Learn more about cancelling mortgage insurance at homediggidy.com.
- Are MI premiums refundable?
- Although refundable premiums are available, generally non-refundable premium plans are selected for monthly payment policies. Mortgage insurance premiums paid in a single sum at closing or annually may be partially refundable upon cancellation, but non-refundable premiums are often selected in order to reduce closing costs.
- Do I have to pay a fee to take the Homebuyer Education test?
- No, MGIC provides the test at no cost.
- Is the test open book?
- Yes. Feel free to refer to any of the website content and materials when taking the test to help you answer the questions correctly.
- What score do I need to pass the test?
- You must achieve a score of 80% or greater.
- How is the test scored?
- You will answer four questions for each of the five Homebuyer Education chapters. If you don't answer enough of the questions correctly, you will receive additional questions until you have achieved a total score of 80%.
- Can I begin the test now and complete it later?
- You need to finish the test during the session you begin taking it. If you exit the test without completing it, you will need to start over and re-take the entire test.
- Can my co-borrower and I take the same test, or do we have to take separate tests?
- You may enter up to 6 borrower names on the test, and each co-borrower will be listed on the Certificate of Achievement. However, you'll need to verify test requirements with your lender to determine whether you and your co-borrower(s) should take the same or separate tests.
- Will I receive a copy of my Certificate of Achievement?
- Yes. You will be e-mailed a PDF of the Certificate of Achievement to the e-mail address you provide.
- What if I enter my name wrong on the Certificate of Achievement?
- A preview of your Certificate of Achievement will be generated for you. You may edit your name on the PDF to ensure it's spelled correctly for your lender's records.
- Can I save a copy of my Certificate of Achievement?
- A PDF of your Certificate of Achievement will be generated for you and you may view, print or save this PDF. You will also be e-mailed a copy.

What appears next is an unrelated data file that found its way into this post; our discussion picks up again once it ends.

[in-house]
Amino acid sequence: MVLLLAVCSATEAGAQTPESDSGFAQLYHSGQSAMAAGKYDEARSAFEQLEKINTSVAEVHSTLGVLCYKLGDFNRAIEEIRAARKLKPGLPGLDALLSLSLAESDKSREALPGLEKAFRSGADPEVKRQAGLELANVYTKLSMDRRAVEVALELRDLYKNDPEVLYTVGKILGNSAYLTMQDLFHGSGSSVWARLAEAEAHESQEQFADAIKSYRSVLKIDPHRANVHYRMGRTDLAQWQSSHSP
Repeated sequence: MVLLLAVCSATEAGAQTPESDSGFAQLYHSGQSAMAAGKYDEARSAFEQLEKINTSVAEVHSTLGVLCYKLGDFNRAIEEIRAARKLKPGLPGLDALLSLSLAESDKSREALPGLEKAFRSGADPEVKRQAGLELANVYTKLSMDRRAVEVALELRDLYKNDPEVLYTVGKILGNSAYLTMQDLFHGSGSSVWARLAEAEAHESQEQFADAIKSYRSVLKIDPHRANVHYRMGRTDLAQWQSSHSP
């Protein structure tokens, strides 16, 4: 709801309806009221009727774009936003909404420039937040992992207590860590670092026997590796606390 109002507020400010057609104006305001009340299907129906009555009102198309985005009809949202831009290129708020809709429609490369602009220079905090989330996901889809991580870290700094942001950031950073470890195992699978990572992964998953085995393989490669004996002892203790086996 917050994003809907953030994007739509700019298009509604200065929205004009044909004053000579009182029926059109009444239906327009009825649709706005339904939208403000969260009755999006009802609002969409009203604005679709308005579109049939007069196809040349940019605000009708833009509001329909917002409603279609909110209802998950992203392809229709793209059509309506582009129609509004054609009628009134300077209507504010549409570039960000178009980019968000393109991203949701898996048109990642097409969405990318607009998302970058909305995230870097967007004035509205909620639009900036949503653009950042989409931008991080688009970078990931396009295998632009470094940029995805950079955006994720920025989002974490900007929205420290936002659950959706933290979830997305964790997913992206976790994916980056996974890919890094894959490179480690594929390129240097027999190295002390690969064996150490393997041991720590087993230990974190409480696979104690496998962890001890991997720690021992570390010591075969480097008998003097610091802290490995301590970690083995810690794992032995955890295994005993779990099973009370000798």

- How do I change my name or add a co-borrower name after I received the final Certificate of Achievement?
- Contact MGIC Customer Service, 1-800-424-6442.
- I received an English copy of my Certificate of Achievement, but I would like it in Spanish.
- Contact MGIC Customer Service, 1-800-424-6442.
- How long does it take to review the content and complete the Homebuyer Education test?
- Most people review the content and complete the test within 60 minutes, but it may take you a longer or shorter amount of time. The test is not timed; however, your web browser could time out after a few hours of inactivity. If this should happen, you'll need to retake the entire test from the beginning.
- I lost my Certificate of Achievement. How can I re-print it?
- Open the original e-mail notification that was sent to you after you completed the test, and re-print your certificate. If you no longer have the original e-mail, you will need to contact Customer Service at 1-800-424-6442.
- I never received a Certificate of Achievement via e-mail.
- The e-mail may be in your spam filter. Check to see if you received an e-mail from firstname.lastname@example.org.
- How can I find out if my e-mail address is already registered as a Homebuyer Education code?
- Contact Customer Service, 1-800-424-6442.
- Can you register my e-mail address as a rush?
- Yes. Contact Customer Service, 1-800-424-6442.
- I registered my e-mail address awhile back, do I need to register it again? (Does the Homebuyer Education code expire?)
- The registration codes fall off after one year of inactivity and you would need to register again at that point.
- Is there a cost to offer your Homebuyer Education test to our borrowers?
- No, the test is free for your organization to use for any and all borrowers.
- Is the Homebuyer Education process HUD-approved?
- The Homebuyer Education content and test are not specifically endorsed by HUD.
- My borrower said they completed the test, but I didn't receive a Certificate of Achievement.
- Contact Customer Service, 1-800-424-6442.
- My customer will be taking the test in Spanish, but I need an English copy of the Certificate of Achievement for my records.
- All lenders are automatically sent an English copy of the Certificate of Achievement.
- How will I know my borrower completed the test?
- You will automatically receive an e-mail notification after a borrower completes the test.